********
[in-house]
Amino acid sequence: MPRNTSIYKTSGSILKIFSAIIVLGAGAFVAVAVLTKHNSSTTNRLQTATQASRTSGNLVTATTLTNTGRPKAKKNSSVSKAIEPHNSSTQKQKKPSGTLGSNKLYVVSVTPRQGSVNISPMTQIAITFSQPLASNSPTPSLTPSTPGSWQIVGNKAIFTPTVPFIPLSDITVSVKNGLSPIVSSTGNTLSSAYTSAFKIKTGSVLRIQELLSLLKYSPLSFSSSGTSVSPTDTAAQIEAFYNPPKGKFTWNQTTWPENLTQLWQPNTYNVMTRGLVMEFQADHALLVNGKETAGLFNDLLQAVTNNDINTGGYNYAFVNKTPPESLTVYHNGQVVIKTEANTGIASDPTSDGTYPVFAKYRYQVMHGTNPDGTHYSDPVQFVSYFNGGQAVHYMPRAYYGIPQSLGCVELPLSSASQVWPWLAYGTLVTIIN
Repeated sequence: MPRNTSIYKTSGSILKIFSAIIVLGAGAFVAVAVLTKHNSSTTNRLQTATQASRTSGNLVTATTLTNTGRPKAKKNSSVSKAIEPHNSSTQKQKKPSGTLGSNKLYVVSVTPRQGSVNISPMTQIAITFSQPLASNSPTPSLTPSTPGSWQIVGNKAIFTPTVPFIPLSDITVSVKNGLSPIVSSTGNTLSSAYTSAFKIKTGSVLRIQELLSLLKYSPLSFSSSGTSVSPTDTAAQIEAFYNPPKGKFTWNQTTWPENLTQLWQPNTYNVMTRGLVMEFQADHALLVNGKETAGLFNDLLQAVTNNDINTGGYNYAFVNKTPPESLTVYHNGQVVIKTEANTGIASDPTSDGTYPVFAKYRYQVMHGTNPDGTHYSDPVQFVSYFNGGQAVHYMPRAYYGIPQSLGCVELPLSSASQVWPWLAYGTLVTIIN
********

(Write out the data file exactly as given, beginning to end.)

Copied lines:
[in-house]
Amino acid sequence: MPRNTSIYKTSGSILKIFSAIIVLGAGAFVAVAVLTKHNSSTTNRLQTATQASRTSGNLVTATTLTNTGRPKAKKNSSVSKAIEPHNSSTQKQKKPSGTLGSNKLYVVSVTPRQGSVNISPMTQIAITFSQPLASNSPTPSLTPSTPGSWQIVGNKAIFTPTVPFIPLSDITVSVKNGLSPIVSSTGNTLSSAYTSAFKIKTGSVLRIQELLSLLKYSPLSFSSSGTSVSPTDTAAQIEAFYNPPKGKFTWNQTTWPENLTQLWQPNTYNVMTRGLVMEFQADHALLVNGKETAGLFNDLLQAVTNNDINTGGYNYAFVNKTPPESLTVYHNGQVVIKTEANTGIASDPTSDGTYPVFAKYRYQVMHGTNPDGTHYSDPVQFVSYFNGGQAVHYMPRAYYGIPQSLGCVELPLSSASQVWPWLAYGTLVTIIN
Repeated sequence: MPRNTSIYKTSGSILKIFSAIIVLGAGAFVAVAVLTKHNSSTTNRLQTATQASRTSGNLVTATTLTNTGRPKAKKNSSVSKAIEPHNSSTQKQKKPSGTLGSNKLYVVSVTPRQGSVNISPMTQIAITFSQPLASNSPTPSLTPSTPGSWQIVGNKAIFTPTVPFIPLSDITVSVKNGLSPIVSSTGNTLSSAYTSAFKIKTGSVLRIQELLSLLKYSPLSFSSSGTSVSPTDTAAQIEAFYNPPKGKFTWNQTTWPENLTQLWQPNTYNVMTRGLVMEFQADHALLVNGKETAGLFNDLLQAVTNNDINTGGYNYAFVNKTPPESLTVYHNGQVVIKTEANTGIASDPTSDGTYPVFAKYRYQVMHGTNPDGTHYSDPVQFVSYFNGGQAVHYMPRAYYGIPQSLGCVELPLSSASQVWPWLAYGTLVTIIN